Summary: Mobile devices use touchscreen keyboards that can provide haptic (vibration) and audio feedback. To facilitate future design decisions, I conducted a survey and a user study to measure users' feedback preferences and the effect of feedback modes on typing performance. Feedback mode had no significant effect on entry speed or accuracy. However, survey responses suggest that feedback preference is due to situational factors, rather than performance considerations.
Users and Stakeholders: Users and developers of touchscreen keyboards.
Pain Points: Touchscreen keyboards lack the tactile sensation of a physical keyboard. Does artificial feedback help or hinder performance?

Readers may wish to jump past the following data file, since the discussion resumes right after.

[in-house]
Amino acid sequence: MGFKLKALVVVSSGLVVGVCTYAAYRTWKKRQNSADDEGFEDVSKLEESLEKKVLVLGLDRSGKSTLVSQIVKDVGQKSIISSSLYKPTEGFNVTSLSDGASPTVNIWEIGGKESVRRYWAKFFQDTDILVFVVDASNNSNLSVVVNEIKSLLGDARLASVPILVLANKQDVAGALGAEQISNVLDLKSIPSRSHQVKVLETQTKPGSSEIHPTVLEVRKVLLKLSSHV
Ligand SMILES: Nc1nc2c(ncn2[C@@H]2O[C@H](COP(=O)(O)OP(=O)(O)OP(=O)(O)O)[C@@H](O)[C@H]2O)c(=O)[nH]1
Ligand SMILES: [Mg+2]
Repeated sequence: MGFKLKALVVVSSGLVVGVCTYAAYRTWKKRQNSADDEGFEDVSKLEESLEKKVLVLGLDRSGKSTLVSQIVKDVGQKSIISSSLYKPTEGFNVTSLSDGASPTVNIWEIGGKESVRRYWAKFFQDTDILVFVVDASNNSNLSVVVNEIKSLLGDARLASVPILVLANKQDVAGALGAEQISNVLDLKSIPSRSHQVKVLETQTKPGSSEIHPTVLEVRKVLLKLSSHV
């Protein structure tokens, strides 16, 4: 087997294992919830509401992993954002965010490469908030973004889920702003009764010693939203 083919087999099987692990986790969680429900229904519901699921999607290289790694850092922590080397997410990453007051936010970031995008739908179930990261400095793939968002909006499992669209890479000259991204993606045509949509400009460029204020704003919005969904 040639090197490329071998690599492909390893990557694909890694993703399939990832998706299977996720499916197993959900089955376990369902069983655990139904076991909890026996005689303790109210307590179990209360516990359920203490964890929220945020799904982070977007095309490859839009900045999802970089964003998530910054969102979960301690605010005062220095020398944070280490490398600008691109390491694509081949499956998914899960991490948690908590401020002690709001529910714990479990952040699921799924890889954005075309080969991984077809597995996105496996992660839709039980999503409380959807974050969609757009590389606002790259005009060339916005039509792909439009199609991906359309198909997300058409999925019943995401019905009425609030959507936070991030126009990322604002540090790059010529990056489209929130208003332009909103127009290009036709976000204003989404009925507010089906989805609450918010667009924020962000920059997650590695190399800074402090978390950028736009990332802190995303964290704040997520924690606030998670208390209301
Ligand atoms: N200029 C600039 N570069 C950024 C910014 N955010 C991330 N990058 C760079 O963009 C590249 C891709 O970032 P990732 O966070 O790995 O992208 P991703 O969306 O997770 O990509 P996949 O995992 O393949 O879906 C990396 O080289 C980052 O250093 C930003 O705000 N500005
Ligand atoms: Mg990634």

Scope and Constraints: $100 maximum budget. I spent $60 for user study participants, used unpaid survey respondents, and saved the remaining funds for future research.
Methods Used: usability-lab studies (i.e., user testing), qualitative surveys, quantitative surveys, metrics analysis, log analysis.
In 2021, there are an estimated 6.4 billion smartphones, and 1.3 billion tablets in use worldwide. Most mobile devices use touchscreen keyboards instead of physical keyboards. Touchscreen keyboards change their layout based on user input and disappear when not needed. To compensate for the lack of tactile feedback they can provide audio feedback (a click) and haptic feedback (vibration).
The prevalence of easily programmable touchscreen devices encourages the development of new keyboards. However, it is important to investigate how feedback affects users. The use of feedback might annoy users, or cause decreased performance. Specifically:
- Does the type of feedback affect users' performance?
- Does the type of feedback affect users' perception of performance?